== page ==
Confirmation of aerosol transmission of COVID-19 has implications for worker safety
The IUF precautionary approach to the spread of COVID-19 has been validated by the emerging scientific consensus on the aerosol spread of the disease. The initial World Health Organization (WHO) assessment was that COVID-19 was primarily spread through 'droplets' from an infected person's coughs and sneezes and through contamination of hard surfaces. This was the basis for advising one meter physical distancing in the workplace.
The IUF advocated for 2 meter physical distancing as one of many precautions to be adopted because of the uncertainty over the possibility of transmission by smaller particles travelling further through the air.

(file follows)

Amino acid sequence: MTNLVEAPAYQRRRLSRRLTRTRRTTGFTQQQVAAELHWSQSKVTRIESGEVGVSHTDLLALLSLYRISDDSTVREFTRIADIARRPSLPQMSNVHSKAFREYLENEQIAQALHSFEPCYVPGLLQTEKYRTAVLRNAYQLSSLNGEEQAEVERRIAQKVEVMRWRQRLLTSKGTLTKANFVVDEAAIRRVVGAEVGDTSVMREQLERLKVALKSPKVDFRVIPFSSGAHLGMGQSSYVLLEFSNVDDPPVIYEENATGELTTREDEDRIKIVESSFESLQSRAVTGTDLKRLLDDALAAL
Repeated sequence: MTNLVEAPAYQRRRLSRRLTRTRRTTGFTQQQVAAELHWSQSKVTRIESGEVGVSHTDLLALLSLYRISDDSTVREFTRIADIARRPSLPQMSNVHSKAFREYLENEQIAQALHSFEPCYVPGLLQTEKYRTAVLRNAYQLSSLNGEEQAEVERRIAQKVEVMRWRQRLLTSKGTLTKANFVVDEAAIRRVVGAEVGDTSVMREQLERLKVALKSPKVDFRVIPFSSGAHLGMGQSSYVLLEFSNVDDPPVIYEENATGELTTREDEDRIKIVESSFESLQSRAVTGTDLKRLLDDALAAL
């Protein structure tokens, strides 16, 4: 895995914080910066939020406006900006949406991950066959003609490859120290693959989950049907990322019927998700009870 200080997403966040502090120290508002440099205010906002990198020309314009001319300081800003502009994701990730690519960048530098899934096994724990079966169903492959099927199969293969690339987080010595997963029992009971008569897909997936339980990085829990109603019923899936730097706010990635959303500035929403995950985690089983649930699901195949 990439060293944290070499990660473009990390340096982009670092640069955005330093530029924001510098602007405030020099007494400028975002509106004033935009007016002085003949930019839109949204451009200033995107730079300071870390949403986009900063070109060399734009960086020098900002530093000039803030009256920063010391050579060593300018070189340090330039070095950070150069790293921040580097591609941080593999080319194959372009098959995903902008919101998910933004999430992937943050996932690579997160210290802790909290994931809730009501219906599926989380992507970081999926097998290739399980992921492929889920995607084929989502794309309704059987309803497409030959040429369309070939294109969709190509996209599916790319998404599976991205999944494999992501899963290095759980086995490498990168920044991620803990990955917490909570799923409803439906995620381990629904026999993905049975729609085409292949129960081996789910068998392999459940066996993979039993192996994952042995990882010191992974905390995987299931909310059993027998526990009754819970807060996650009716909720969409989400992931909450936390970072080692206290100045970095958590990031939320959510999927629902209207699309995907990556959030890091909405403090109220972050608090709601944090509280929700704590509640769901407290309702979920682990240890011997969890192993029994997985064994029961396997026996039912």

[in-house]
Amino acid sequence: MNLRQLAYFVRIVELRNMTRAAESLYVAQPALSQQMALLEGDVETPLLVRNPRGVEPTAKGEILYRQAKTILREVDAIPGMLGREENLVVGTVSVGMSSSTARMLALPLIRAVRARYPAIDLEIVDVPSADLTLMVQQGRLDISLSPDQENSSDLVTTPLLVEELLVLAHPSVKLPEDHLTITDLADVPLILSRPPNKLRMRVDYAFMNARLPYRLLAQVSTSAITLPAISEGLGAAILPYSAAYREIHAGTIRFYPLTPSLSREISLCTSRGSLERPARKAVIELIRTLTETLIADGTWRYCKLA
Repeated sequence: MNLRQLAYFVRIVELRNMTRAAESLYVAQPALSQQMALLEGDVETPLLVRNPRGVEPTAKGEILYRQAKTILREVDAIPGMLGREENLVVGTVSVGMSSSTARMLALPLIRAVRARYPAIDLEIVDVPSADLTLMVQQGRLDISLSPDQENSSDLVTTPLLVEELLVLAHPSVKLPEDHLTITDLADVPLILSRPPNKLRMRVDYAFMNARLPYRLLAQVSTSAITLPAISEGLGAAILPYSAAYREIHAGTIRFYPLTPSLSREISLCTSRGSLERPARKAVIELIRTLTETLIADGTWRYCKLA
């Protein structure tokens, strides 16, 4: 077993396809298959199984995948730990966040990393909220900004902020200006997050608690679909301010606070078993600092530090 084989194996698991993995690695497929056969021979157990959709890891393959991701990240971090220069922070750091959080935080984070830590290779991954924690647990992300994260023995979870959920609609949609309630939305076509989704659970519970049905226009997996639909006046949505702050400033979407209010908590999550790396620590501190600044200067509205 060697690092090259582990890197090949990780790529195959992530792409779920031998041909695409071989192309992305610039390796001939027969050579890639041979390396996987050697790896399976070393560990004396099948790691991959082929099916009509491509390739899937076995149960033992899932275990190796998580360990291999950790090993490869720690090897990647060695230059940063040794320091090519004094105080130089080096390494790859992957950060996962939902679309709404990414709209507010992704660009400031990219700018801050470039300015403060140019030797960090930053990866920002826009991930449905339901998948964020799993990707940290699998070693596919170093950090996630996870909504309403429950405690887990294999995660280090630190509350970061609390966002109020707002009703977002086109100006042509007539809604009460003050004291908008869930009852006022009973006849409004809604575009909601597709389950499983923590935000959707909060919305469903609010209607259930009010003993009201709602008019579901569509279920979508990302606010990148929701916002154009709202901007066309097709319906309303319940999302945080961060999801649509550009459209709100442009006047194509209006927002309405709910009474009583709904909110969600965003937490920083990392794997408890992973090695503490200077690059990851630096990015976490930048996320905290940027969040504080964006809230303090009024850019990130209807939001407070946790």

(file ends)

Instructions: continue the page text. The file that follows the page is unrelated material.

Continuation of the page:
As UK newspaper The Guardian recently noted, a consequence of the early WHO advice was an emphasis on handwashing and an underestimation of the importance of wearing masks.
In July, an open letter from 239 scientists called on the WHO to revise its description to say that "aerosols" (i.e.smaller particles in the air) matter, and even larger 'droplets' can go much further than the agency acknowledged.
The UK is the latest country to recognize the now overwhelming evidence that aerosols represent a major transmission route for Covid-19.
"By failing to adopt the precautionary principle with regard to the spread of COVID-19, governments and employers have exposed workers to unnecessary harm. When it comes to public health and OSH measures, the precautionary principle should always prevail," commented IUF assistant general secretary James Ritchie.
Affiliates are strongly advised to take account of aerosol transmission of COVID-19 in workplace risk assessments and in managing control of the hazard. IUF sector specific guides are available here and here and also here.